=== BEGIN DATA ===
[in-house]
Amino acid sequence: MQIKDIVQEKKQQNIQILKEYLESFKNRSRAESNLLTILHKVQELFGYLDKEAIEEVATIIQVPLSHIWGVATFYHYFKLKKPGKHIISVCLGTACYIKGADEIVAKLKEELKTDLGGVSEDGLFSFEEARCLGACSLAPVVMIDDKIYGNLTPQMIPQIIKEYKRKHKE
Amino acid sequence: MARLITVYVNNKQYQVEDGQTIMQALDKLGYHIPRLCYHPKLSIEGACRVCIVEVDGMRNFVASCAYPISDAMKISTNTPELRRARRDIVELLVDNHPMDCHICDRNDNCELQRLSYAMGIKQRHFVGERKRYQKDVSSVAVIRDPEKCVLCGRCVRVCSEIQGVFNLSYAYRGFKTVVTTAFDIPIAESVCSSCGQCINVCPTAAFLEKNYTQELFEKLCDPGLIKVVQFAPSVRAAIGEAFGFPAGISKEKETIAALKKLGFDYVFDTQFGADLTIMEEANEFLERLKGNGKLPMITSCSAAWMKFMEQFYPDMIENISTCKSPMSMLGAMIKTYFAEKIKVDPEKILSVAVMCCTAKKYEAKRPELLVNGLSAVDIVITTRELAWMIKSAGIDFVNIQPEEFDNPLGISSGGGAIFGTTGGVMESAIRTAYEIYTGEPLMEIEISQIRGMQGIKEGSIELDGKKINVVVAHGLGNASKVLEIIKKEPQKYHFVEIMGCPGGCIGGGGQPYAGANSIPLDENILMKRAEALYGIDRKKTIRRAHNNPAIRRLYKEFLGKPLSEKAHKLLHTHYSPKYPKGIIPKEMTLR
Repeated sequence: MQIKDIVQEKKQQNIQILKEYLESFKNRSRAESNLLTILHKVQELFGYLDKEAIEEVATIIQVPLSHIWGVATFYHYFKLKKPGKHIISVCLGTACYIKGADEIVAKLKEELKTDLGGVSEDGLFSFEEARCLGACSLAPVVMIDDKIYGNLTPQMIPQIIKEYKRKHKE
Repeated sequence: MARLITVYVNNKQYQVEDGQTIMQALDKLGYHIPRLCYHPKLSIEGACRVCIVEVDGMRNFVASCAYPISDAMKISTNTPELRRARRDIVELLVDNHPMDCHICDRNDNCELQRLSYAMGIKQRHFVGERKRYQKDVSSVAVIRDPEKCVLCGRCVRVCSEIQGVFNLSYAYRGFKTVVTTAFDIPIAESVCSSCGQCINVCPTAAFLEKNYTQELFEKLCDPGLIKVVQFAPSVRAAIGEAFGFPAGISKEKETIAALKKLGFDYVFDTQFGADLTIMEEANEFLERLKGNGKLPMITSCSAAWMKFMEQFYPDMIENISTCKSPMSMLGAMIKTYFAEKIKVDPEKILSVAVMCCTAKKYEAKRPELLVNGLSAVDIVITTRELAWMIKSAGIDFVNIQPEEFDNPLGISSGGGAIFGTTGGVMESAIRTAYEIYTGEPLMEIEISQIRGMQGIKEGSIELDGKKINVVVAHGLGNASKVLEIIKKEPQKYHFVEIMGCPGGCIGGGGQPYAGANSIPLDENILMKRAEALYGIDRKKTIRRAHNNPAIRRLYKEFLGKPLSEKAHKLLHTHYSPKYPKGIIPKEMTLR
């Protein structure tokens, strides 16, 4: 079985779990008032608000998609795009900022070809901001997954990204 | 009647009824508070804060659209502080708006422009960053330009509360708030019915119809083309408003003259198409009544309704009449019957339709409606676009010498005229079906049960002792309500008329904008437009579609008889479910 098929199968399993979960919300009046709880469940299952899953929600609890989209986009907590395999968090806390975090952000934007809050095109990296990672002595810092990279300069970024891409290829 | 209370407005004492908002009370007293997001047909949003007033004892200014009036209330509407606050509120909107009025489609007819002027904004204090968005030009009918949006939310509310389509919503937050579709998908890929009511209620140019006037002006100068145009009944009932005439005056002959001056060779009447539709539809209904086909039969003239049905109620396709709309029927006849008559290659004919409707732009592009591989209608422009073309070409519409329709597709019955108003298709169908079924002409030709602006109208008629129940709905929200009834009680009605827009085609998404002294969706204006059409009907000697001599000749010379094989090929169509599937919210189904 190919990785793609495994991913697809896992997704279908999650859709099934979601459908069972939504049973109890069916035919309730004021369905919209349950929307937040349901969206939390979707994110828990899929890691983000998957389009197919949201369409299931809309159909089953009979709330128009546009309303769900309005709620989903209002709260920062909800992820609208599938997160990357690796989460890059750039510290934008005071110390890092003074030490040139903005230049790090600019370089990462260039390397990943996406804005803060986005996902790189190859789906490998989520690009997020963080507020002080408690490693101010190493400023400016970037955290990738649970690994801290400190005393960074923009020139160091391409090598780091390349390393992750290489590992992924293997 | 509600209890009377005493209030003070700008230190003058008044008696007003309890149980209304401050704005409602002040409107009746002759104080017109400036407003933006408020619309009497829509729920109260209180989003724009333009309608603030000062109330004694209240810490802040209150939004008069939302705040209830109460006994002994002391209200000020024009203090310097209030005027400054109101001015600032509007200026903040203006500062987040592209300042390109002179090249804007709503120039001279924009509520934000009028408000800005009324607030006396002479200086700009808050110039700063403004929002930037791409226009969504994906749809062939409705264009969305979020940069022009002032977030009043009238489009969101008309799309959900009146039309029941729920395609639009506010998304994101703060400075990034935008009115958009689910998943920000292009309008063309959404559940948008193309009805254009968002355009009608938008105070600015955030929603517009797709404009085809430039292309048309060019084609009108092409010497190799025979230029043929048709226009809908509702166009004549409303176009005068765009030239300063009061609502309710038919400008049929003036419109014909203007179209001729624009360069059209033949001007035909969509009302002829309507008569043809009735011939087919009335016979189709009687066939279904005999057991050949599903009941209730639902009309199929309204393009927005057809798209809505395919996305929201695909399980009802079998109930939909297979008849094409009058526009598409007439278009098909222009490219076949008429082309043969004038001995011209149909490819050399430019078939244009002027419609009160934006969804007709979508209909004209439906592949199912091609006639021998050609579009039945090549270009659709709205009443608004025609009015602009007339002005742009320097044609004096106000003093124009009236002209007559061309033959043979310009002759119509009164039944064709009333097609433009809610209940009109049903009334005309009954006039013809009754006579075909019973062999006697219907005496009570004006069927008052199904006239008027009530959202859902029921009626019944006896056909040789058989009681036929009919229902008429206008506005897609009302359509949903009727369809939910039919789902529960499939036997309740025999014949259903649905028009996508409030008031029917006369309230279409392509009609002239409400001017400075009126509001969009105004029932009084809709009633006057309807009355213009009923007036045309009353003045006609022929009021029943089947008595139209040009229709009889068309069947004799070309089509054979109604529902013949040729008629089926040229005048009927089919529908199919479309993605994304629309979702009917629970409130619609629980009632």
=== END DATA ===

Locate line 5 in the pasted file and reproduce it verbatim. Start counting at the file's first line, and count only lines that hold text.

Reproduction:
Repeated sequence: MARLITVYVNNKQYQVEDGQTIMQALDKLGYHIPRLCYHPKLSIEGACRVCIVEVDGMRNFVASCAYPISDAMKISTNTPELRRARRDIVELLVDNHPMDCHICDRNDNCELQRLSYAMGIKQRHFVGERKRYQKDVSSVAVIRDPEKCVLCGRCVRVCSEIQGVFNLSYAYRGFKTVVTTAFDIPIAESVCSSCGQCINVCPTAAFLEKNYTQELFEKLCDPGLIKVVQFAPSVRAAIGEAFGFPAGISKEKETIAALKKLGFDYVFDTQFGADLTIMEEANEFLERLKGNGKLPMITSCSAAWMKFMEQFYPDMIENISTCKSPMSMLGAMIKTYFAEKIKVDPEKILSVAVMCCTAKKYEAKRPELLVNGLSAVDIVITTRELAWMIKSAGIDFVNIQPEEFDNPLGISSGGGAIFGTTGGVMESAIRTAYEIYTGEPLMEIEISQIRGMQGIKEGSIELDGKKINVVVAHGLGNASKVLEIIKKEPQKYHFVEIMGCPGGCIGGGGQPYAGANSIPLDENILMKRAEALYGIDRKKTIRRAHNNPAIRRLYKEFLGKPLSEKAHKLLHTHYSPKYPKGIIPKEMTLR